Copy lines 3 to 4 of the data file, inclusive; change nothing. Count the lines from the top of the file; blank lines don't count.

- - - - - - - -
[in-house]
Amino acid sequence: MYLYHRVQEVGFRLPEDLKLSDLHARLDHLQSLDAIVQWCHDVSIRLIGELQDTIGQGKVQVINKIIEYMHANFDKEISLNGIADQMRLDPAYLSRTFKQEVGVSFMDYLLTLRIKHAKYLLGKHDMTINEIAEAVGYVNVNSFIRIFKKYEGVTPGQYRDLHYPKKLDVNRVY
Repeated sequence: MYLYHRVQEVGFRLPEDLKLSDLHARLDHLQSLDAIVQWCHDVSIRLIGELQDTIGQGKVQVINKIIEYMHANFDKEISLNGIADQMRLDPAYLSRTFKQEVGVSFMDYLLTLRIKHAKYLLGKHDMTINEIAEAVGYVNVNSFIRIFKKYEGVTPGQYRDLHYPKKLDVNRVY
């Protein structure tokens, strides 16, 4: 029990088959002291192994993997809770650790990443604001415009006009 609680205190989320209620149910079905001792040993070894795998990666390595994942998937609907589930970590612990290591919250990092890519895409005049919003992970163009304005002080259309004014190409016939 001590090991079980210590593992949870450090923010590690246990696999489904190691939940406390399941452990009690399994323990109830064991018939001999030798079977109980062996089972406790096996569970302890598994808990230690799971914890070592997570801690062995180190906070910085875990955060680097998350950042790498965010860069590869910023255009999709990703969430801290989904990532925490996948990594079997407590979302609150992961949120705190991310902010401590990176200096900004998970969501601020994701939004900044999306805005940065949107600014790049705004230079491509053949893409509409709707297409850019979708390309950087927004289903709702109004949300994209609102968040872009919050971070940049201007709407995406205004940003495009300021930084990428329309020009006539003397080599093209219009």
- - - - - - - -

Repeated sequence: MYLYHRVQEVGFRLPEDLKLSDLHARLDHLQSLDAIVQWCHDVSIRLIGELQDTIGQGKVQVINKIIEYMHANFDKEISLNGIADQMRLDPAYLSRTFKQEVGVSFMDYLLTLRIKHAKYLLGKHDMTINEIAEAVGYVNVNSFIRIFKKYEGVTPGQYRDLHYPKKLDVNRVY
């Protein structure tokens, strides 16, 4: 029990088959002291192994993997809770650790990443604001415009006009 609680205190989320209620149910079905001792040993070894795998990666390595994942998937609907589930970590612990290591919250990092890519895409005049919003992970163009304005002080259309004014190409016939 001590090991079980210590593992949870450090923010590690246990696999489904190691939940406390399941452990009690399994323990109830064991018939001999030798079977109980062996089972406790096996569970302890598994808990230690799971914890070592997570801690062995180190906070910085875990955060680097998350950042790498965010860069590869910023255009999709990703969430801290989904990532925490996948990594079997407590979302609150992961949120705190991310902010401590990176200096900004998970969501601020994701939004900044999306805005940065949107600014790049705004230079491509053949893409509409709707297409850019979708390309950087927004289903709702109004949300994209609102968040872009919050971070940049201007709407995406205004940003495009300021930084990428329309020009006539003397080599093209219009």